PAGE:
Monday, June 4, 2007

How We Know What Isn't So

The Chicago Sun-Times is stoking the fires of a Jermaine Dye for Bobby Abreu trade. That's well and good, I suppose. Both Dye and Abreu have been horrific this year. Abreu costs more than twice as much as Dye, but neither the Yankees nor the White Sox are particularly hard up, and each player is in the last year of their contract (Abreu has a 2008 club option with a $2M buyout). I'm sure both players could use a change of scenery and it's possible, I suppose, that this could be one of those trades that benefit both teams.

Still, there's always some baloney floating around trades like this, and the baloney in this one comes from this bit in the Sun-Times article in which the Sox think the trade is a good idea because:

Not only because Abreu is a good friend of Guillen's -- which worked out well when right-hander Freddy Garcia came over -- but also because the Sox believe Abreu is a slow starter and his best baseball this season is ahead of him.
I believe Guillen and Abreu are friends, but the bit about Abreu being a slow-starter is largely horseshit. A quick scan of Abreu's splits over at reveals that in three of the past five years, July was, by far, Abreu's worst month, and August was his worst month in another of those years. In each of the past three years, Abreu's best months were either April or May. His August and September tends to align nicely with his season totals. Upshot: while not an extreme spring player, recent-vintage Abreu tends to be better before the pennant races truly heat up and can often be counted on to post his worst month in July.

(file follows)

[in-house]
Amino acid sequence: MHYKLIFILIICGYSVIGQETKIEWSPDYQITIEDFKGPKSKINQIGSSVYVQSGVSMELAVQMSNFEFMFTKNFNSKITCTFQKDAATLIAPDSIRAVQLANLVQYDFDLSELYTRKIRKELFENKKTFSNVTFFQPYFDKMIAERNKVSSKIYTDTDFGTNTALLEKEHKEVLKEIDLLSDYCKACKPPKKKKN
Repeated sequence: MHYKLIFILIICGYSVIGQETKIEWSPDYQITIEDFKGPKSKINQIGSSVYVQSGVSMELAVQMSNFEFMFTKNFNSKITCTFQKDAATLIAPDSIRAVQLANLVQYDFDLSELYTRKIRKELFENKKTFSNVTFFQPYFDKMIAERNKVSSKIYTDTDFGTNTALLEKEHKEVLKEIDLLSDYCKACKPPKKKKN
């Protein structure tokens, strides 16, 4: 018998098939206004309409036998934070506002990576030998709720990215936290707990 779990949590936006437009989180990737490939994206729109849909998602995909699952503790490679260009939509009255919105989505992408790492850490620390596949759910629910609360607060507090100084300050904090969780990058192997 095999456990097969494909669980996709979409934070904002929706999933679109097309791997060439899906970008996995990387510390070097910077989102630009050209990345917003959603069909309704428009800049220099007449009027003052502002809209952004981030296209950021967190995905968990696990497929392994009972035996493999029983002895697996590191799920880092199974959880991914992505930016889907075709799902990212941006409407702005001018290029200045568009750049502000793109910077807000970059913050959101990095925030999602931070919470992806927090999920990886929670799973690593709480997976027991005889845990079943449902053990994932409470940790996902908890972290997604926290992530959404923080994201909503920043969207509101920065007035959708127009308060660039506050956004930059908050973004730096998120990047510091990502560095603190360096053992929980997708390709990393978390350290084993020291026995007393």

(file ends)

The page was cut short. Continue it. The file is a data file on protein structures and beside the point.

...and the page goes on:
Given how bad he's been so far and given that he doesn't appear to be hurt, one would naturally think that Abreu will improve as the season wears on. Such thoughts, however, are not based on empirical evidence. Just as a coin which has come up heads five times in a row is no more likely to come up tails on its next toss than it was on it's first, statistically speaking, Abreu is just as likely to stink it up for the rest of the year as he is to break out of his funk, and nothing the White Sox tell the Sun-Times beat reporters can change that.

But at least we know Ozzie will be happy having his buddy around.